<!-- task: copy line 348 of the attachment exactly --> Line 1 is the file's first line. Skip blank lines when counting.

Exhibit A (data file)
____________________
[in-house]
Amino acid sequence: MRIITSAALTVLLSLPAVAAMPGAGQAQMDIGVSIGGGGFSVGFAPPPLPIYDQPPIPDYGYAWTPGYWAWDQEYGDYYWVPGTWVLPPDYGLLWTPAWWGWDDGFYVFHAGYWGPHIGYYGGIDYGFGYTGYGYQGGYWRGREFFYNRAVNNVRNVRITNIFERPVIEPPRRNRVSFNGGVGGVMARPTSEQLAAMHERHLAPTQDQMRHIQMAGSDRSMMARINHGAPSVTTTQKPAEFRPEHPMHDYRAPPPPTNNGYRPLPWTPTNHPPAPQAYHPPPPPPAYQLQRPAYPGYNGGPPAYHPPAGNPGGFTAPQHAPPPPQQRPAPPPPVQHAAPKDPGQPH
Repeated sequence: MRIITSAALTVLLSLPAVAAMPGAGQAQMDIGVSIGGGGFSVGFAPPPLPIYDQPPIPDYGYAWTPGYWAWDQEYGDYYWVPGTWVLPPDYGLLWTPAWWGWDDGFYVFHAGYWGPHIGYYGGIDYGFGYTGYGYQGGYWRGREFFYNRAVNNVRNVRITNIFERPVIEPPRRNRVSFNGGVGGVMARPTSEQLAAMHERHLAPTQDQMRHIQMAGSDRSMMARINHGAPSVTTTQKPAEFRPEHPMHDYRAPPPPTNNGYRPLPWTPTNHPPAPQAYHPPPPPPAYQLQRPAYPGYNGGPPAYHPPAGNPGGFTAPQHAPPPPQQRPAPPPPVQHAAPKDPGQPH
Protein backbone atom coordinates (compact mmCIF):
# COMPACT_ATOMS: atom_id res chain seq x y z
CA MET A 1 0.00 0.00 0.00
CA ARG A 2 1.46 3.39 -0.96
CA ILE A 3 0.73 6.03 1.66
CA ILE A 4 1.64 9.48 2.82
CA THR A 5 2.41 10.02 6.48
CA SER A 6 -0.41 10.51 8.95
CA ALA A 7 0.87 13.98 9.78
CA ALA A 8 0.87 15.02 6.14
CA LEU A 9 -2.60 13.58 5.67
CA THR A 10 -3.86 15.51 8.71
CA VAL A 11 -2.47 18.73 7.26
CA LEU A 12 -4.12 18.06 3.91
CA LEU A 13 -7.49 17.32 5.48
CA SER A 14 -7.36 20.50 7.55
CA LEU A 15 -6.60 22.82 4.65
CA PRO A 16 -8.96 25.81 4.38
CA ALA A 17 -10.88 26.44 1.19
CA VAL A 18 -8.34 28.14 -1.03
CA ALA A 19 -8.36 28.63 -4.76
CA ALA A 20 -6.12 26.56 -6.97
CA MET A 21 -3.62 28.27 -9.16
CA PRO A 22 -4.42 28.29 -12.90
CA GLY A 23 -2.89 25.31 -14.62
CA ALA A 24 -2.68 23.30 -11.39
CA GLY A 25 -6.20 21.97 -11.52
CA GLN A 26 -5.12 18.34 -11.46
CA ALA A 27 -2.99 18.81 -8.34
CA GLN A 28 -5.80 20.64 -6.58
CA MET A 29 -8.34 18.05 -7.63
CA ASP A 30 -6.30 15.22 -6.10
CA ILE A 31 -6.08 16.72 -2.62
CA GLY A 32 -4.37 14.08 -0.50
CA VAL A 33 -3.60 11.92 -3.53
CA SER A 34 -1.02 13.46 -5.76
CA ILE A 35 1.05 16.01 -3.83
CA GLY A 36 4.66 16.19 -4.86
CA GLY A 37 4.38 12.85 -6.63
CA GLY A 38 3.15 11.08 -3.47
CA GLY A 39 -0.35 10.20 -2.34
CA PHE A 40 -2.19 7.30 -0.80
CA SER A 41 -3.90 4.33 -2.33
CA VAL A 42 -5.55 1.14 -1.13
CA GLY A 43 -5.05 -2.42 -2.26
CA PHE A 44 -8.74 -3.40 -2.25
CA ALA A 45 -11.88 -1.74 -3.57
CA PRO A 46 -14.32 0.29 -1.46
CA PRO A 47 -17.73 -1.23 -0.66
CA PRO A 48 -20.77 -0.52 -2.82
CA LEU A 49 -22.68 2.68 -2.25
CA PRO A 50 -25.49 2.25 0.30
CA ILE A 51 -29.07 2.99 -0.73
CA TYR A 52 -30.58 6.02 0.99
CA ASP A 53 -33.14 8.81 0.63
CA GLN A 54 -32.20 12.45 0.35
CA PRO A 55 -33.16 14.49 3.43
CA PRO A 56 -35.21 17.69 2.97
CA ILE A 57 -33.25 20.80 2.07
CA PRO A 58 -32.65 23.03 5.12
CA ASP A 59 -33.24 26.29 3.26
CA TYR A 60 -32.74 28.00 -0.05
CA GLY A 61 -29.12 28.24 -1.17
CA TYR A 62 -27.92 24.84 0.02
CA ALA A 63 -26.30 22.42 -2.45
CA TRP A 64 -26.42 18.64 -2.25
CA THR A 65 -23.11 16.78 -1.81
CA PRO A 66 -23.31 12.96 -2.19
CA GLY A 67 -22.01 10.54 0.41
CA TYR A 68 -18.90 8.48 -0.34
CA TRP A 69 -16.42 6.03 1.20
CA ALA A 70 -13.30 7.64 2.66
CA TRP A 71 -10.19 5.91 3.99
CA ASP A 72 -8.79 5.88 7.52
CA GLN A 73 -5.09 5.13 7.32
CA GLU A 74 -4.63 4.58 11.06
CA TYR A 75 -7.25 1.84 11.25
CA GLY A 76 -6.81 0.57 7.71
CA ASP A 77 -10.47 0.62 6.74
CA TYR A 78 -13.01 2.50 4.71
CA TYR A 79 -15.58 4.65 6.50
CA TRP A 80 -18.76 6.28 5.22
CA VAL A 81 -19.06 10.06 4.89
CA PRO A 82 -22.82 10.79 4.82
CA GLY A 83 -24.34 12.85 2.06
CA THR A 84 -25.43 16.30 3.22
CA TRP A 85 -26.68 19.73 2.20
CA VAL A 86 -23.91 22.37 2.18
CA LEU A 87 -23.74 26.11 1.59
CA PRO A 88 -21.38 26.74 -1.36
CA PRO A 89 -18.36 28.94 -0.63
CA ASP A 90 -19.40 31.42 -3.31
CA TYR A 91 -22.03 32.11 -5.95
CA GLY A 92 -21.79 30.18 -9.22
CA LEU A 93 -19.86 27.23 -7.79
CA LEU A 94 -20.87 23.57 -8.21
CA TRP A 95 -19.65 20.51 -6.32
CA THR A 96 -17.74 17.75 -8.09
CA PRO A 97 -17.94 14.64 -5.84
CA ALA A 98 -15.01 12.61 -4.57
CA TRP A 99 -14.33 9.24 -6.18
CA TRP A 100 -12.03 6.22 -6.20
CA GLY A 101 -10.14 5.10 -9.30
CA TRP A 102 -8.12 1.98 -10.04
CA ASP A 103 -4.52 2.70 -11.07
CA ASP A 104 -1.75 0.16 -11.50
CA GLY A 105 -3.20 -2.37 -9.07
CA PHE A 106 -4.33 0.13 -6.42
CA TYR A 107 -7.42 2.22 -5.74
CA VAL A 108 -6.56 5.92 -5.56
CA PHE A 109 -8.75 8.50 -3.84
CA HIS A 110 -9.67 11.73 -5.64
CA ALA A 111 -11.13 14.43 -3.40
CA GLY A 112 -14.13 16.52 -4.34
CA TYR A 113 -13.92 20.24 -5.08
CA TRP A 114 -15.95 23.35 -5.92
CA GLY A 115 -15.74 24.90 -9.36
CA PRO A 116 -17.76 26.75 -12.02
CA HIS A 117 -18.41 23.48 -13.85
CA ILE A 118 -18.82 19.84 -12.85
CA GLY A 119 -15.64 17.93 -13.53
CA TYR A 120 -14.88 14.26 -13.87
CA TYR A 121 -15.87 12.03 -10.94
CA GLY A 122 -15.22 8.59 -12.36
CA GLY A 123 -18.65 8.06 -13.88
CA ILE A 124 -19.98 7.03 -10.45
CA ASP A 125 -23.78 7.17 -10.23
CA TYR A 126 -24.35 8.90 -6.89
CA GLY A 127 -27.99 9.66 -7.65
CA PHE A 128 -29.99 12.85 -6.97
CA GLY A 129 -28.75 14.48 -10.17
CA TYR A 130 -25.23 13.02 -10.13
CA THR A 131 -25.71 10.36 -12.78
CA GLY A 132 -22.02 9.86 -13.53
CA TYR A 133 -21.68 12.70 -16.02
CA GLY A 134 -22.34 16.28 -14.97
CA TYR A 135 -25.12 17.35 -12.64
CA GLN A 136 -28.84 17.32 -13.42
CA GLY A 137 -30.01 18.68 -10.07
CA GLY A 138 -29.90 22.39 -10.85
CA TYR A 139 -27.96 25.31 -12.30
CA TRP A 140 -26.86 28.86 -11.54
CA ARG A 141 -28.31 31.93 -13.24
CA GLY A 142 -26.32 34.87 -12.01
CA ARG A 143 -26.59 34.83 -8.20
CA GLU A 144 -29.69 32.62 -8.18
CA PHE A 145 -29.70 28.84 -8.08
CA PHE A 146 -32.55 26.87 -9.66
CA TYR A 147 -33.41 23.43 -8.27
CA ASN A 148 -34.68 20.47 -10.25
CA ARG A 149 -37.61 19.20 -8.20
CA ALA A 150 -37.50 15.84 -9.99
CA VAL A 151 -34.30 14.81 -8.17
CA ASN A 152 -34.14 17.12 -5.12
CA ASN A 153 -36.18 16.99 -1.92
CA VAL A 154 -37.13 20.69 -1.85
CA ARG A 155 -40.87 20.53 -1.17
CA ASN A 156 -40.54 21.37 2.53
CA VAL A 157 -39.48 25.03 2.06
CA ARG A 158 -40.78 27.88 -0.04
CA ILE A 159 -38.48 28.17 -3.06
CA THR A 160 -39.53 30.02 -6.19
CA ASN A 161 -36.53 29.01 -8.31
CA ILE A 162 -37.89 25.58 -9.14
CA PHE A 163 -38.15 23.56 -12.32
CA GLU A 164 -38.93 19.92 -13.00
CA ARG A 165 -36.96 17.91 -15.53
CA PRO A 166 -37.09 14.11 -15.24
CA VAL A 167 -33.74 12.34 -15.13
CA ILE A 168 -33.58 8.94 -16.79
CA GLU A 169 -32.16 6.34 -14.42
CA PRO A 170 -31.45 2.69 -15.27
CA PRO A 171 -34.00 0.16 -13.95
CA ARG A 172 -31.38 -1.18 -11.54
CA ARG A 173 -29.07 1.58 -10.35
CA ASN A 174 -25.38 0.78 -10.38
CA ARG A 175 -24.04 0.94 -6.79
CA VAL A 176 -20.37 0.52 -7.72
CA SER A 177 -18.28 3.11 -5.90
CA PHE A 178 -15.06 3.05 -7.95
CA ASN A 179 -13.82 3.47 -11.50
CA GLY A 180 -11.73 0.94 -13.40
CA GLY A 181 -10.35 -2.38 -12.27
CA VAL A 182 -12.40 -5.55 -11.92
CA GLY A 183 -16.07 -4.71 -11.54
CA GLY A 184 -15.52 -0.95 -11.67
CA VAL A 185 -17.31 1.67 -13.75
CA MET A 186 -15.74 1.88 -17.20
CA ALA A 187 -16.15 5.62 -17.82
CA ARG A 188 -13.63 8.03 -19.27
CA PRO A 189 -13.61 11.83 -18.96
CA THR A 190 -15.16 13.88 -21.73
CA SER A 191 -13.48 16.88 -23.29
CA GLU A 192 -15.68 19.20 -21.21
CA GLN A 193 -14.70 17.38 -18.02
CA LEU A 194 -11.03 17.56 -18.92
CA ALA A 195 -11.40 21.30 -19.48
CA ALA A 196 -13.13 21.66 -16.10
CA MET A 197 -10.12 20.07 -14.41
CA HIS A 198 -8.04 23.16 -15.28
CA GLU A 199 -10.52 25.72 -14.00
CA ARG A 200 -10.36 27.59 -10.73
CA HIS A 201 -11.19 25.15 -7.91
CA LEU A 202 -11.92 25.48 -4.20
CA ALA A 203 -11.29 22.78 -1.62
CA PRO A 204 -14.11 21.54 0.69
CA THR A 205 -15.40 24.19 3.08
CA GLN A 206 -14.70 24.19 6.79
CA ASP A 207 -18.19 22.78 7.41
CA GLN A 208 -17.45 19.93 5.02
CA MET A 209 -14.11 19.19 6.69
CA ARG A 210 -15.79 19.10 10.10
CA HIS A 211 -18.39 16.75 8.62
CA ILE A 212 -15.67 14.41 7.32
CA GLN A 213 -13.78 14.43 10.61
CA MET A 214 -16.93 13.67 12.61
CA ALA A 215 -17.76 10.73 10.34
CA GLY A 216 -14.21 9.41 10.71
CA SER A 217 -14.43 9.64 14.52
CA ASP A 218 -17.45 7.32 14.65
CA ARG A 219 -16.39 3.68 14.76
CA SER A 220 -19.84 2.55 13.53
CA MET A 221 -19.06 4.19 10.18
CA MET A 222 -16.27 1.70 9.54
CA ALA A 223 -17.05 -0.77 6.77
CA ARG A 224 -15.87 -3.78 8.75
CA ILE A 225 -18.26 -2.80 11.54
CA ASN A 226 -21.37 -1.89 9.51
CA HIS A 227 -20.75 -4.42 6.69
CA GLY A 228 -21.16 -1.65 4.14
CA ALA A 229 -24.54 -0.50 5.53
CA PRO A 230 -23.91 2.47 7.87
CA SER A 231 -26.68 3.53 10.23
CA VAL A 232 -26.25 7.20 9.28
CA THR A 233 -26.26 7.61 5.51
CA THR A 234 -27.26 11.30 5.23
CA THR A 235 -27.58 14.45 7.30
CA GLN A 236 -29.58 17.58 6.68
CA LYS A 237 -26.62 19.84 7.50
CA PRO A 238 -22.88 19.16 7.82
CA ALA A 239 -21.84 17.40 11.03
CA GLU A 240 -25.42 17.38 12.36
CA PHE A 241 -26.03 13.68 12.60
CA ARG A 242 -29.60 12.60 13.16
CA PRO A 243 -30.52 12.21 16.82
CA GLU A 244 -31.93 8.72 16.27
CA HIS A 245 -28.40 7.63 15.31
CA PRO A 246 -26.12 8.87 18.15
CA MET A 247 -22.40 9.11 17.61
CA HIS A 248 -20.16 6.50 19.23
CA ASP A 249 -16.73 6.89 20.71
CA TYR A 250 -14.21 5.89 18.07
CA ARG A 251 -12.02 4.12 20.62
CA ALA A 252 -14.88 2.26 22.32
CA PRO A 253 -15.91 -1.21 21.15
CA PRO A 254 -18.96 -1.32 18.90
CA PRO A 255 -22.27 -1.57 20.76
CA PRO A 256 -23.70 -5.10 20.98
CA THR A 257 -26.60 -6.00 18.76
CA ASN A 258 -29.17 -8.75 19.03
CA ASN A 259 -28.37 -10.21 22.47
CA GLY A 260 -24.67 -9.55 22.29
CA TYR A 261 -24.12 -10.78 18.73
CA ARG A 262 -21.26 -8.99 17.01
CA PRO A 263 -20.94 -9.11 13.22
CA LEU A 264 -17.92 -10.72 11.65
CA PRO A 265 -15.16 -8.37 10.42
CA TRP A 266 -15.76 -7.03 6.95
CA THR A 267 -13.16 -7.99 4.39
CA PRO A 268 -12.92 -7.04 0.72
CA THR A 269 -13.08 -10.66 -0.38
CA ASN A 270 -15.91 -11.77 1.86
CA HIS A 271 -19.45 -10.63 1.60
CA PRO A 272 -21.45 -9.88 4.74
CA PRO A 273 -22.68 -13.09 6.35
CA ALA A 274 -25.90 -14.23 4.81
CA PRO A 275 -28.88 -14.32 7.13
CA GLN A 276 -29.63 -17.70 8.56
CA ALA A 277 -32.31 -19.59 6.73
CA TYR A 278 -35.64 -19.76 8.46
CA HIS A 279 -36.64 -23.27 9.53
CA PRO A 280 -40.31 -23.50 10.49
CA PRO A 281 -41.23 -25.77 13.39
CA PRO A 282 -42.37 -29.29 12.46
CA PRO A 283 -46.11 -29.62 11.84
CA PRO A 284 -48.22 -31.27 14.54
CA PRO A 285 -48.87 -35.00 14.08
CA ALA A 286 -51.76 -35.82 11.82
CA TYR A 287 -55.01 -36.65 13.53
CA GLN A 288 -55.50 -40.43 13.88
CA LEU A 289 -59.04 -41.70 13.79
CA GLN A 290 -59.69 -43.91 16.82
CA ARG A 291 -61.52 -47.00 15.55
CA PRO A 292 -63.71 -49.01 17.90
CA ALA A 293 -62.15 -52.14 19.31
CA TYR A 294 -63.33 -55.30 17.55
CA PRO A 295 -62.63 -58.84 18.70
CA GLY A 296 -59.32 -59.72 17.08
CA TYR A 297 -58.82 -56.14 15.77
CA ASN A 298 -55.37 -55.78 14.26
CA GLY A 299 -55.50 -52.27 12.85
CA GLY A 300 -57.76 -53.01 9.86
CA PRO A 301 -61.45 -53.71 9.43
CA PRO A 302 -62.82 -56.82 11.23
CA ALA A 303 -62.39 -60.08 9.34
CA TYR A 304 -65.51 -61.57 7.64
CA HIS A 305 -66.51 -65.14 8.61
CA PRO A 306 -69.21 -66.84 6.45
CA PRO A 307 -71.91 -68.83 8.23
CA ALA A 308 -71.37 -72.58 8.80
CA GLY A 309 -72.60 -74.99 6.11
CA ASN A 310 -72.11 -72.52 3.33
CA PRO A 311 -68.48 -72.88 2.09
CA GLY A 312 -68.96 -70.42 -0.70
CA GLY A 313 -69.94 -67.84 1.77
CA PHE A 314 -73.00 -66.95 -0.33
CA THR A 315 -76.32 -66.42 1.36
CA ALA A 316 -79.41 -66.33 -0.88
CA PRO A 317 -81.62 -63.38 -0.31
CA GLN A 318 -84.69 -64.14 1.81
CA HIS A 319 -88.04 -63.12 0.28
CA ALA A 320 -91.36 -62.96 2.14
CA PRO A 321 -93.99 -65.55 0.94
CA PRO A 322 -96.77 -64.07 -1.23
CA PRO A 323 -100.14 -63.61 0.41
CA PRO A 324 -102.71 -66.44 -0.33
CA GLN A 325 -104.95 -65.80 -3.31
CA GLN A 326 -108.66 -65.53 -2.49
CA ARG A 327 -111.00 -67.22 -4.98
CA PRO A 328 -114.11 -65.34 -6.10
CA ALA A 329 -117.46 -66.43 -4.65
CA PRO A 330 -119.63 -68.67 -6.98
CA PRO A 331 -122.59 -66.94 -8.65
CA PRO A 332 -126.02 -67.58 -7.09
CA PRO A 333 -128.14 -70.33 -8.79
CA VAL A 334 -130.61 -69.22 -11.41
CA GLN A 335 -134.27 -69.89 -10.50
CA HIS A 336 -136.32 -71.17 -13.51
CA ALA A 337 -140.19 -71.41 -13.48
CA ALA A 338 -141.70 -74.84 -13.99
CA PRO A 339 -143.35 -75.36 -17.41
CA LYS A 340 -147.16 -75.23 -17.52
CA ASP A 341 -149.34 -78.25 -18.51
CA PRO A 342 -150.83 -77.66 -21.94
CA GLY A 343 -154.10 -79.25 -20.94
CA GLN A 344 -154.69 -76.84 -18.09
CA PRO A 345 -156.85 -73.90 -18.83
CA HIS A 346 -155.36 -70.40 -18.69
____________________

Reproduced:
CA GLY A 343 -154.10 -79.25 -20.94